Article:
These laws are unfair for many reasons. For one thing, it is difficult to prove disclosure, and many people living with HIV, particularly women, have been taken to court by partners who claim they did not disclose when they say they did. For another, a person may have had no intent to do harm, and yet the punishment a person must endure if convicted is virtually always much worse than the harm done to the complainant (person bringing the charges).
But nevertheless, the laws exist. To find information about disclosing in your state, look at this map provided by the US Centers for Disease Control and Prevention (CDC). To learn how to protect yourself in case you are charged with HIV nondisclosure, read this pamphlet from the Sero Project. UNAIDS reports that over 60 countries have laws that penalize people living with HIV who engage in sex without disclosing their status. Outside the US, click on this link to AIDSmap's list to find information for your country's laws about disclosure.
If you are in a serious relationship, telling your partner is one of the first things you will probably think about. Many turn to their partners for comfort and support. However, some people worry that they will lose their partner's love when they disclose. It is normal to feel nervous, embarrassed, or even fearful of your partner's reaction.
Since you and your partner most likely have a sexual relationship, it is important to practice safer sex. If you have already had sex without condoms or treatment-as-prevention methods, you may need to let them know that they may have been exposed to HIV and should get tested. Keep in mind, and feel free to share with your partner, that after many years of research and evidence we now know that a person living with HIV who is taking HIV drugs and is virally suppressed (has an undetectable viral load) is unable to transmit HIV to a sexual partner. For much more information on this exciting development, see our Undetectable Equals Untransmittable fact sheet.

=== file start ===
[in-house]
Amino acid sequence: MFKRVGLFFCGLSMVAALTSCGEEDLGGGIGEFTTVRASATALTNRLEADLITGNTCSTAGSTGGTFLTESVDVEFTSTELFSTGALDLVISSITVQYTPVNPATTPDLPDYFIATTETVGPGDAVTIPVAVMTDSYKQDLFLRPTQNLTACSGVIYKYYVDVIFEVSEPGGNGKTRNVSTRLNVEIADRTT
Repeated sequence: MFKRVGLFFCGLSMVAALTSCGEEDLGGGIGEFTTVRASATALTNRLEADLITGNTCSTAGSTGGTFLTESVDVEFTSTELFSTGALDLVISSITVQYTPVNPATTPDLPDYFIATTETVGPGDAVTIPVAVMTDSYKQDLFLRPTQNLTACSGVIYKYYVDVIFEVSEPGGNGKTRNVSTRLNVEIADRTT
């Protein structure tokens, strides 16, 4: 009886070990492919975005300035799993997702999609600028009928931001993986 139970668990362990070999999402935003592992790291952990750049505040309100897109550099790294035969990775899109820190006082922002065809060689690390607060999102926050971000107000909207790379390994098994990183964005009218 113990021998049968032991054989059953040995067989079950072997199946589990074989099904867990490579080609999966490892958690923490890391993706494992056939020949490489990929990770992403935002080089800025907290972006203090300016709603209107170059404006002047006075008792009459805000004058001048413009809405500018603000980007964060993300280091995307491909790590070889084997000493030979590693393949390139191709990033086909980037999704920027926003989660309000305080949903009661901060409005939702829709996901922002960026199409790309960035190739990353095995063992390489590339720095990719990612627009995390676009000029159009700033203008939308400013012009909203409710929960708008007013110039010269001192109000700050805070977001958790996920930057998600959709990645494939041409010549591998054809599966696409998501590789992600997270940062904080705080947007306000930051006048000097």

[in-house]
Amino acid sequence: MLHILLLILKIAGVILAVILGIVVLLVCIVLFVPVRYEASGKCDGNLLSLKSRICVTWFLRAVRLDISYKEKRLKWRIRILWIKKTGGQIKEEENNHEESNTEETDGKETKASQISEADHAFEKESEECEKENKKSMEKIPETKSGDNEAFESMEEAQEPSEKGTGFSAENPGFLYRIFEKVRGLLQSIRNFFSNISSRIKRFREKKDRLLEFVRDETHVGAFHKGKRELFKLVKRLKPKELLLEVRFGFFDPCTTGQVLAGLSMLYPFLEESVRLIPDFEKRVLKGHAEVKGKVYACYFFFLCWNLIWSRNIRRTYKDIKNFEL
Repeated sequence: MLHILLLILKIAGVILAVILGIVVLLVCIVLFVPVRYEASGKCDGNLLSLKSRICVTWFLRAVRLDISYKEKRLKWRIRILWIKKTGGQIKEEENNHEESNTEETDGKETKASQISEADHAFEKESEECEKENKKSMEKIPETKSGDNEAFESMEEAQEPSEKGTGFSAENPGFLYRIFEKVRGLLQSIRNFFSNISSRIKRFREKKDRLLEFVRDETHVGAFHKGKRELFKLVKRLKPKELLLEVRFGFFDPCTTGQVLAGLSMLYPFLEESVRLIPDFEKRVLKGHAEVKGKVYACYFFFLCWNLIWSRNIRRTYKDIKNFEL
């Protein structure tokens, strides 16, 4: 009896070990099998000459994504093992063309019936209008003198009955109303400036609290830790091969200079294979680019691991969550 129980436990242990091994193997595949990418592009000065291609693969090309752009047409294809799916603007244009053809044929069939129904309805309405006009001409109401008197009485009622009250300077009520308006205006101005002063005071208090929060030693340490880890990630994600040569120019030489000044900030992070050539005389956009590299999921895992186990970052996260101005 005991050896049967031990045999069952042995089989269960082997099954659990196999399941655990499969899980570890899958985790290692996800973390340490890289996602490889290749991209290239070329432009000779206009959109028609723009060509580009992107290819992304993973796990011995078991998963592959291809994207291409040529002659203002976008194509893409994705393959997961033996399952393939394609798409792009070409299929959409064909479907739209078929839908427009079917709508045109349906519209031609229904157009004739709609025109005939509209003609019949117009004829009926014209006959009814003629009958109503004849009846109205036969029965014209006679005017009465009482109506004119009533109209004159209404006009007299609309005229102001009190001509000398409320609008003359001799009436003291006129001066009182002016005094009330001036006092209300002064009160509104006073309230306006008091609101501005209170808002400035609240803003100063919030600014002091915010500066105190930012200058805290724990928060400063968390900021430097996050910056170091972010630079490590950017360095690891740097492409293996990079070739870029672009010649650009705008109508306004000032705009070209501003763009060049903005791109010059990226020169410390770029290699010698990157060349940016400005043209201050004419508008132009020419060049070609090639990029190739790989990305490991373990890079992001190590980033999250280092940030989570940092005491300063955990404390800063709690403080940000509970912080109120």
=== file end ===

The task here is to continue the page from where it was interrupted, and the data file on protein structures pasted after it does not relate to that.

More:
Disclosing your HIV status can put a strain on the best of relationships. It is important for you to think about when and how to disclose. However, keeping the information to yourself for too long is probably not a good idea. If you find it difficult to decide when and how to tell your partner, it may be helpful to get some professional counseling.
It is important to recognize that some partners react to HIV disclosure with anger and even violence. If you are worried that your partner may become violent, try the following to reduce the risk of violence:
Women who are dating have to face the question of disclosure with each new relationship. Some women prefer to get the issue out into the open immediately. Others prefer to wait and see if the relationship is going to develop beyond casual dating.
Although many people know about safer sex and how HIV is transmitted, fear and stigma are still a reality. Your HIV status will prevent some from wanting to see you, while others will not be put off by the information.
This article was provided by The Well Project. Visit The Well Project's Web site to learn more about their resources and initiatives for women living with HIV. The Well Project shares its content with TheBody.com to ensure all people have access to the highest quality treatment information available. The Well Project receives no advertising revenue from TheBody.com or the advertisers on this site. No advertiser on this site has any editorial input into The Well Project's content.